The problem isn’t in the recurring revenue model as much as the types of cloud products and services being offered through the channel. The most popular and best-selling cloud products are backup, telephone services, hosted email and business productivity apps such as Microsoft’s Office 365 and Google Apps. While channel partners are earning good money through these products, there’s increasing pressure on price and margins due to oversupply. These are relatively simple offerings that are widely available in the channel. As a result, customers have options to shop for the best price, which causes vendors and channel partners to lower what they charge.
If you want an example of this, look no further than the cloud pricing war between Amazon, Google and Microsoft. These three cloud giants continue to drop prices on hosted storage and compute. While Amazon saw a 90 percent increase in cloud subscribers over the last year, its profitability increase was negligible. Amazon and other cloud vendors are betting that lowering prices will capture customers that they will retain over time. They’re sacrificing short-term profits for long-term revenue.
The same thing is happening in the backup and email segments. Channel partners are lowering prices on these services as they either compete for business against peers or perceive customers’ tolerance for true value decreases. More complex services, where there is lower supply and more valuable outcomes, translate into greater price integrity and returns on channel partners’ investments.
CP: OK, let’s get down to specifics. What precisely is a Higher Cloud service?
LW: That’s a bit nebulous. It sounds contradictory to say, “but commodity cloud services can be Higher Cloud offerings.” More so, more complex applications and associated services are also higher level. The defining difference isn’t so much what the cloud service is, but rather what it does.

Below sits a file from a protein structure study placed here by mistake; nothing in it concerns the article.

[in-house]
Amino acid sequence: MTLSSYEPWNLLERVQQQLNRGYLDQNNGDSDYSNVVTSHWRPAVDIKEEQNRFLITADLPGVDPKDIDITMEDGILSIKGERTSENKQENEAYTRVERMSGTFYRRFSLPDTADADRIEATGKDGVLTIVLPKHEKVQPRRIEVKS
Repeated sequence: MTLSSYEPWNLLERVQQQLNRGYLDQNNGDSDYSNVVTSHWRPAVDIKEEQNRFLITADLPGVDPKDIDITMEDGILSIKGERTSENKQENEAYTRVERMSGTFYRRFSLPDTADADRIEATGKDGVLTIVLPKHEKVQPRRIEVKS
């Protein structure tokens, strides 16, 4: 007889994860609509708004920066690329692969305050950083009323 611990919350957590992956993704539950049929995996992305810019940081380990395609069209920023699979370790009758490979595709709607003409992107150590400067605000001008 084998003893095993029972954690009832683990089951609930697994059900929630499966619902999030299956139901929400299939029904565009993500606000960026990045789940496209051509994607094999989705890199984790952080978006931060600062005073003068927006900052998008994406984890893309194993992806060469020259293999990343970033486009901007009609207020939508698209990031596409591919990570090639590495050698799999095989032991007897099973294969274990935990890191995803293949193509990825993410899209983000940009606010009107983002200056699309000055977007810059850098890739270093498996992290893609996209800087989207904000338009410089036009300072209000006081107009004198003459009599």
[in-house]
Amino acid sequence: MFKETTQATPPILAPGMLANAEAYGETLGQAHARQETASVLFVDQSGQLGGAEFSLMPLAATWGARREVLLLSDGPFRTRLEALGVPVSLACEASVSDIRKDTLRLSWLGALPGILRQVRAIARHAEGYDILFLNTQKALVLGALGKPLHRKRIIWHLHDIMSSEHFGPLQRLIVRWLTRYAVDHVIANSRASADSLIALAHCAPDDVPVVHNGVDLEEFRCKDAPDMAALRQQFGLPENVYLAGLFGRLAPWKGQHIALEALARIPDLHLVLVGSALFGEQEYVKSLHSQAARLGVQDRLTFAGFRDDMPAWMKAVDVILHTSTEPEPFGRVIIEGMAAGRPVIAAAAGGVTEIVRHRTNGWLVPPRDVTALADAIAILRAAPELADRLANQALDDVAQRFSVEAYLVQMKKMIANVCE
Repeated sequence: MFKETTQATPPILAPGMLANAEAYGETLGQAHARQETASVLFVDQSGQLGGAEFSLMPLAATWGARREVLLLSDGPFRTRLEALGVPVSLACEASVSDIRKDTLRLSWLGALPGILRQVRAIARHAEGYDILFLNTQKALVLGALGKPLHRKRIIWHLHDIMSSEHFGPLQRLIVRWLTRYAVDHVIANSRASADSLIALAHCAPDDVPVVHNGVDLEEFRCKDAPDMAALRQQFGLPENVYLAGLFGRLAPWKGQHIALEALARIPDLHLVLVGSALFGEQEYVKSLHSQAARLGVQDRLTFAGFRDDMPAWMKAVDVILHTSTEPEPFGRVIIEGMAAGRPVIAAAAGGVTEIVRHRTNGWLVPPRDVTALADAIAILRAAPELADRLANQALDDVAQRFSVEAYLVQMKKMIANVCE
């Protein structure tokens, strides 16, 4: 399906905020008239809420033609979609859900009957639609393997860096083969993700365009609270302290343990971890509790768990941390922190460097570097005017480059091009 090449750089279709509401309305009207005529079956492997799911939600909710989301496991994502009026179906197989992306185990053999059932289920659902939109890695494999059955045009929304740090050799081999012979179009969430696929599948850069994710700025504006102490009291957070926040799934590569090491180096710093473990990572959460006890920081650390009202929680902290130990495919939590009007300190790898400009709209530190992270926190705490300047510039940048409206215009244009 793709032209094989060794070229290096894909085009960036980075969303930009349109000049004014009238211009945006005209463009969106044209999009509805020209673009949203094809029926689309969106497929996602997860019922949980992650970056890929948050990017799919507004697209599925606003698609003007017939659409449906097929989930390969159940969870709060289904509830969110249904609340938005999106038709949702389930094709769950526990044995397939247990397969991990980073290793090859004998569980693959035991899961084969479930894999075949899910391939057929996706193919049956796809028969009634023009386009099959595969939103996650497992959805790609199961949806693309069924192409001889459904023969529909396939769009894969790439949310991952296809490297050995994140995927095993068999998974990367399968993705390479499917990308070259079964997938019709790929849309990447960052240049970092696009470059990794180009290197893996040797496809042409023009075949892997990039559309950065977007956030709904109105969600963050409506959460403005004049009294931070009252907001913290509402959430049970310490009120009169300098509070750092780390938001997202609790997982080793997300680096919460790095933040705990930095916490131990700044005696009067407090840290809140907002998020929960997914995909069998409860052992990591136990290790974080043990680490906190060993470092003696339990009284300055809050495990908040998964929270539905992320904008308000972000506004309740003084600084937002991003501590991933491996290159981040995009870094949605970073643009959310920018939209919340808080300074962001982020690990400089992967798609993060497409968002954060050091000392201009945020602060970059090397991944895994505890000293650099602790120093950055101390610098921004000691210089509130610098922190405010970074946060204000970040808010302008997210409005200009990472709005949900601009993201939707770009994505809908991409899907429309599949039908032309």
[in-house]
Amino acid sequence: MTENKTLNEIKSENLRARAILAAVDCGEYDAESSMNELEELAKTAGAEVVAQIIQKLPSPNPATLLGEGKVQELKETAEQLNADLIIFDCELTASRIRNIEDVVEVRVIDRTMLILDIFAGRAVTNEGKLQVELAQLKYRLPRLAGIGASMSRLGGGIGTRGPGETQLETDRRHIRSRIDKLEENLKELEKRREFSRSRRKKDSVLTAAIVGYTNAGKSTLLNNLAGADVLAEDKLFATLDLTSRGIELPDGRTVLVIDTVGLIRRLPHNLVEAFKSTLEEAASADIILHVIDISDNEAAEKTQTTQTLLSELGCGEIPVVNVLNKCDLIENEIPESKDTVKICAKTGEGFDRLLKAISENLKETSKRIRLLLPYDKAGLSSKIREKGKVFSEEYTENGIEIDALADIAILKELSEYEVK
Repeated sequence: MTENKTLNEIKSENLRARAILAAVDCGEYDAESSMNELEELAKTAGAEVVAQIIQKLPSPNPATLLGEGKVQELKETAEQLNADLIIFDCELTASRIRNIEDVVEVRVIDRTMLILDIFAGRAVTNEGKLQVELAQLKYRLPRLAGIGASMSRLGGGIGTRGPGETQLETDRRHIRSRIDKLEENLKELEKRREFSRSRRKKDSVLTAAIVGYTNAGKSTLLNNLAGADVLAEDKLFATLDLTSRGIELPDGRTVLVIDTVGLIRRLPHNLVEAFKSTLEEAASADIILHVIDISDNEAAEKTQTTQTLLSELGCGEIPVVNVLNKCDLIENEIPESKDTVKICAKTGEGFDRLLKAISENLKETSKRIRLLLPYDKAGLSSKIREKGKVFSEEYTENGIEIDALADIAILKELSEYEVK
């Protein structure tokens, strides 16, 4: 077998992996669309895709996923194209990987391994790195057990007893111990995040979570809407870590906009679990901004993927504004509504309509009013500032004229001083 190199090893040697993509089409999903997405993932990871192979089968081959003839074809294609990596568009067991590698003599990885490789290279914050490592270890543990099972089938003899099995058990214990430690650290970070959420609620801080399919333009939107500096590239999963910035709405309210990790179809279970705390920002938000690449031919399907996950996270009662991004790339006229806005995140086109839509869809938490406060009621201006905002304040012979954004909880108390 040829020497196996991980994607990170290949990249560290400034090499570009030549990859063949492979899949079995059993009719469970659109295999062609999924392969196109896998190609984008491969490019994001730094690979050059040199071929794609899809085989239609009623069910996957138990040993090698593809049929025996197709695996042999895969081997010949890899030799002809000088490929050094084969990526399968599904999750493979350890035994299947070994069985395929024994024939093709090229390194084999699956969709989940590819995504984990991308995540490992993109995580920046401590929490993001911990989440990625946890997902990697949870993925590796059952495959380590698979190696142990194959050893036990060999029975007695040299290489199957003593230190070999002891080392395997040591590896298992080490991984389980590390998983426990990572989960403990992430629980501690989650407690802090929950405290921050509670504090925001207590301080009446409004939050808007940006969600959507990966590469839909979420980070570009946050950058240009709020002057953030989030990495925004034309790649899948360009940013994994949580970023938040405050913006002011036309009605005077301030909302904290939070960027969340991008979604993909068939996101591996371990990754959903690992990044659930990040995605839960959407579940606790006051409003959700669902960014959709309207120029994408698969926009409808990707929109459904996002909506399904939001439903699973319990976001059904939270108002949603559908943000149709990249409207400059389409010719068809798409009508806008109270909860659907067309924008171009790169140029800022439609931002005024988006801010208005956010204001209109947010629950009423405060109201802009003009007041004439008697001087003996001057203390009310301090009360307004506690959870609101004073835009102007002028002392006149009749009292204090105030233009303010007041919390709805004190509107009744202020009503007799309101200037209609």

Let’s start with commodities. If a channel partner is selling cloud-based backup or hosted servers in isolation — the classic one-off sale — they’re not going to do well. However, if they bundle multiple services integrated to interoperate seamlessly, they stand a much better chance of aggregating the overall value of the package. Add on consulting, management and maintenance services to ensure the integrity and reliability of the package, and you have a more complete solution with a higher overall value to the customer. In this scenario, the value doesn’t so much come from the products, but rather the attached services and expertise delivered by the channel partner.
The greater opportunity is in the cloud white spaces, which are typically more advance applications such as CRM, ERP, accounting, logistics management, machine-to-machine operations and higher level security services. A small number of channel partners are plying the waters of advanced cloud applications, where they’re taking legacy enterprise and midmarket applications and porting them to hosted services. More sophisticated channel partners are even performing business functions on behalf of their customers.
The thing to remember is few customers wake up in the morning thinking about or wanting to do IT functions. They have their own business functions and objectives that require and deserve their attention. If a channel partner can relieve the IT burden so a customer can focus on their core competencies, they win.
CP: What does it take for a channel partner to engage at the Higher Cloud level?
LW: In a word, “vision.” As the Latin proverb says, “Fortune favors the bold.” Channel partners need to define not just what they do in the cloud, but what they’re solving for and how that’s different from competitors. Being a reseller of a carrier, IT vendor or cloud provider simply isn’t enough. They need to define a solution, tell a story about the benefits and what makes them unique. That’s where they’ll create and maintain value.
Once channel partners define their vision, they need to determine what it will take to make their vision a reality. This means translating vision into a strategic and operational plan, making investments in technical and sales capabilities, setting objectives and executing. Evolving capabilities will keep channel partners not just ahead of competition, but relevant with customers. And channel partners with high customer relevancy will ultimately win the cloud race. Not every channel partner will follow this path, but those that do will reap the highest rewards.
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January 27 2020 @ 23:00:02 UTC